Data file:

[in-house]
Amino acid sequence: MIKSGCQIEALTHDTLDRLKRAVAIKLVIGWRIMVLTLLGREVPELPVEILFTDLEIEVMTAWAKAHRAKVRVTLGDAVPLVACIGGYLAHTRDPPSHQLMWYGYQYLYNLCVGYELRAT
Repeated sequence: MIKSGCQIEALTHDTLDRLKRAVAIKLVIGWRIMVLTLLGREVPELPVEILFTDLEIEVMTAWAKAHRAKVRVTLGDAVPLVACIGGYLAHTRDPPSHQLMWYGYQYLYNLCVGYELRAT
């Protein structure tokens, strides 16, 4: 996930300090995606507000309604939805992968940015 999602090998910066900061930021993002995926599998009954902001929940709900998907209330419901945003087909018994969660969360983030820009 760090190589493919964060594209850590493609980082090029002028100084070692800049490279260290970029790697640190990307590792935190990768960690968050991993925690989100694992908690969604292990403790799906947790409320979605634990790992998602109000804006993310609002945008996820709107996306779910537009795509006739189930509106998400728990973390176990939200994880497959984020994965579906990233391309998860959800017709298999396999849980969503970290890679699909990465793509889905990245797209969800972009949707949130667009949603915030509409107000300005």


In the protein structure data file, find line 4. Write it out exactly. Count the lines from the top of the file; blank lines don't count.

């Protein structure tokens, strides 16, 4: 996930300090995606507000309604939805992968940015 999602090998910066900061930021993002995926599998009954902001929940709900998907209330419901945003087909018994969660969360983030820009 760090190589493919964060594209850590493609980082090029002028100084070692800049490279260290970029790697640190990307590792935190990768960690968050991993925690989100694992908690969604292990403790799906947790409320979605634990790992998602109000804006993310609002945008996820709107996306779910537009795509006739189930509106998400728990973390176990939200994880497959984020994965579906990233391309998860959800017709298999396999849980969503970290890679699909990465793509889905990245797209969800972009949707949130667009949603915030509409107000300005």